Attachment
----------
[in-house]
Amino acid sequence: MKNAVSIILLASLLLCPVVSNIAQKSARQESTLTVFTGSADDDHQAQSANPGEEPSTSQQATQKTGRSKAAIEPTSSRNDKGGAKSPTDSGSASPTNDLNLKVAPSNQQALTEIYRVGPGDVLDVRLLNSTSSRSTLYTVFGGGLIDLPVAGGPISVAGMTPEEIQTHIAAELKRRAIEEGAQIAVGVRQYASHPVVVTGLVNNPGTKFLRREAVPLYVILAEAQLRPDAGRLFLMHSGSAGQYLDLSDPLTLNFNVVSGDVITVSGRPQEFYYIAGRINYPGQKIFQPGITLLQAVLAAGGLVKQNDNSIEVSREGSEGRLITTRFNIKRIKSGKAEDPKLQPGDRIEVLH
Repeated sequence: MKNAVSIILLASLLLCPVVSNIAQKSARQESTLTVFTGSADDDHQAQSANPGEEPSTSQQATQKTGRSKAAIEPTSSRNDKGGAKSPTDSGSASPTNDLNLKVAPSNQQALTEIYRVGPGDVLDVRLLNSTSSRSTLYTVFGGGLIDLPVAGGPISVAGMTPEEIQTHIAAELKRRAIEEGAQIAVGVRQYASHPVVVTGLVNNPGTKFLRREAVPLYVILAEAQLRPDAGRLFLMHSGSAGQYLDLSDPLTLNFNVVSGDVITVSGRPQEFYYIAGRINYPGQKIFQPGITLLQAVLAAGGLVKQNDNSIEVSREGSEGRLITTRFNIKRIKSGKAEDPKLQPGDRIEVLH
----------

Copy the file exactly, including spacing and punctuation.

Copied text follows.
[in-house]
Amino acid sequence: MKNAVSIILLASLLLCPVVSNIAQKSARQESTLTVFTGSADDDHQAQSANPGEEPSTSQQATQKTGRSKAAIEPTSSRNDKGGAKSPTDSGSASPTNDLNLKVAPSNQQALTEIYRVGPGDVLDVRLLNSTSSRSTLYTVFGGGLIDLPVAGGPISVAGMTPEEIQTHIAAELKRRAIEEGAQIAVGVRQYASHPVVVTGLVNNPGTKFLRREAVPLYVILAEAQLRPDAGRLFLMHSGSAGQYLDLSDPLTLNFNVVSGDVITVSGRPQEFYYIAGRINYPGQKIFQPGITLLQAVLAAGGLVKQNDNSIEVSREGSEGRLITTRFNIKRIKSGKAEDPKLQPGDRIEVLH
Repeated sequence: MKNAVSIILLASLLLCPVVSNIAQKSARQESTLTVFTGSADDDHQAQSANPGEEPSTSQQATQKTGRSKAAIEPTSSRNDKGGAKSPTDSGSASPTNDLNLKVAPSNQQALTEIYRVGPGDVLDVRLLNSTSSRSTLYTVFGGGLIDLPVAGGPISVAGMTPEEIQTHIAAELKRRAIEEGAQIAVGVRQYASHPVVVTGLVNNPGTKFLRREAVPLYVILAEAQLRPDAGRLFLMHSGSAGQYLDLSDPLTLNFNVVSGDVITVSGRPQEFYYIAGRINYPGQKIFQPGITLLQAVLAAGGLVKQNDNSIEVSREGSEGRLITTRFNIKRIKSGKAEDPKLQPGDRIEVLH